The Prince of Wales's 
Urban Design Task Force 1994-1998

The traditional Template

Towns and Cities 


A "Third Way"



The Prince of Wales’s Urban Design Task Force was given its name in 1994, long before Task Forces became a fashionable instrument of UK government policy*. The term was chosen as a way of making clear to those wishing to take part that the emphasis would be upon negotiation within the real world, with a concrete result, rather than the relatively abstract speculation often associated with the studio setting. 
* For example, the “Urban Task Force” chaired by Lord Rogers of Riverside, which delivered its  “Urban Renaissance” Report in 1999.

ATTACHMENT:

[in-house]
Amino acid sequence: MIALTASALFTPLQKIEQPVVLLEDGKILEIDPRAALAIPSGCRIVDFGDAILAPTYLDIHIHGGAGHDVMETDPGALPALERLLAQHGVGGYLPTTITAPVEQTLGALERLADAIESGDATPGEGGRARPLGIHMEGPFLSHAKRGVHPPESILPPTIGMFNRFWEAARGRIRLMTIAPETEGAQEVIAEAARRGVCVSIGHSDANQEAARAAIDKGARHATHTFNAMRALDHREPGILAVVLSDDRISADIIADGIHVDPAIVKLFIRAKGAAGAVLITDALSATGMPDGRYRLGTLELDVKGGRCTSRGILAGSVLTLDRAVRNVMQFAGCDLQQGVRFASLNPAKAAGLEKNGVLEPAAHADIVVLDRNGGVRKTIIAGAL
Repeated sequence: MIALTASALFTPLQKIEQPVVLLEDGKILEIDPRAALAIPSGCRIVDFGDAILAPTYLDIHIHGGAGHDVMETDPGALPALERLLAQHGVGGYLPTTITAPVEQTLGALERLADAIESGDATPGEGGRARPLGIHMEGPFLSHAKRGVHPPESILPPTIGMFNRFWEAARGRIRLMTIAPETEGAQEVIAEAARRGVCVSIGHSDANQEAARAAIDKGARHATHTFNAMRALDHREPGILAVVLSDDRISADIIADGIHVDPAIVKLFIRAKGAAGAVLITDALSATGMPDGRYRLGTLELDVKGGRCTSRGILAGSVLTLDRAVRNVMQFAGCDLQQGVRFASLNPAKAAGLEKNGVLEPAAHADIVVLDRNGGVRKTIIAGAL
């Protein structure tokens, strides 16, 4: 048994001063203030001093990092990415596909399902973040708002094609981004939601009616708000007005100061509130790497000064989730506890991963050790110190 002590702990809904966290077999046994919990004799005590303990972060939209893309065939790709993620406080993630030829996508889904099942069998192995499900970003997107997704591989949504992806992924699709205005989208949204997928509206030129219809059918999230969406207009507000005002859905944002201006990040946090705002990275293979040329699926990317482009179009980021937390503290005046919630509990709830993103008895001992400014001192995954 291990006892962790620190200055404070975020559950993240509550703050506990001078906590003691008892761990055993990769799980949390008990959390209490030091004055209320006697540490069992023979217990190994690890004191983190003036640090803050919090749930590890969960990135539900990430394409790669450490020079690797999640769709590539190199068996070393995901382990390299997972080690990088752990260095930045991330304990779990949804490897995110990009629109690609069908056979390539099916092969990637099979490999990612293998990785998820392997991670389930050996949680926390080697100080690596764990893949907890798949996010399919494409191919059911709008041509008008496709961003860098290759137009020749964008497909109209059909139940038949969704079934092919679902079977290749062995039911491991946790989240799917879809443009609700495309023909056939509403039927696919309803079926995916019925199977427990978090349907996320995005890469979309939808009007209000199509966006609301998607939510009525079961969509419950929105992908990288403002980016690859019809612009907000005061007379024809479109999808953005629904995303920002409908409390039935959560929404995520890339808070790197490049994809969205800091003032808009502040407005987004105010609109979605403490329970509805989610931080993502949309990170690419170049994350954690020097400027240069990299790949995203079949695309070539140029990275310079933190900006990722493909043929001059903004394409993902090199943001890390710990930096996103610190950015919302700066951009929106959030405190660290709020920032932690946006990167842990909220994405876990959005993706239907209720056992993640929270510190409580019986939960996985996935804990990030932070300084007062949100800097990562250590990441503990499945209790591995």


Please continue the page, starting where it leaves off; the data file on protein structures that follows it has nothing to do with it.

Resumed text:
Director: Dr. Brian Hanson   E-mail

  Biarritz participants discuss their scheme with Maurice Culot and Leon Krier, 

Participants were offered unique exposure to those making decisions about civic design at the highest level. The Task Force therefore brought an unusually practical dimension into urban design education and practice. Unusually, too, it favoured interventions led by form rather than process, which is to say by formal hypotheses intended to shape those processes which constitute the “hidden hand” behind much urban design and architecture. This intention ran counter to almost all other comparable urban design programmes. It was intended that these hidden forces be brought out into the open, making them visible in particular to those unacquainted with, and possibly uninterested in, the politics of urban design.

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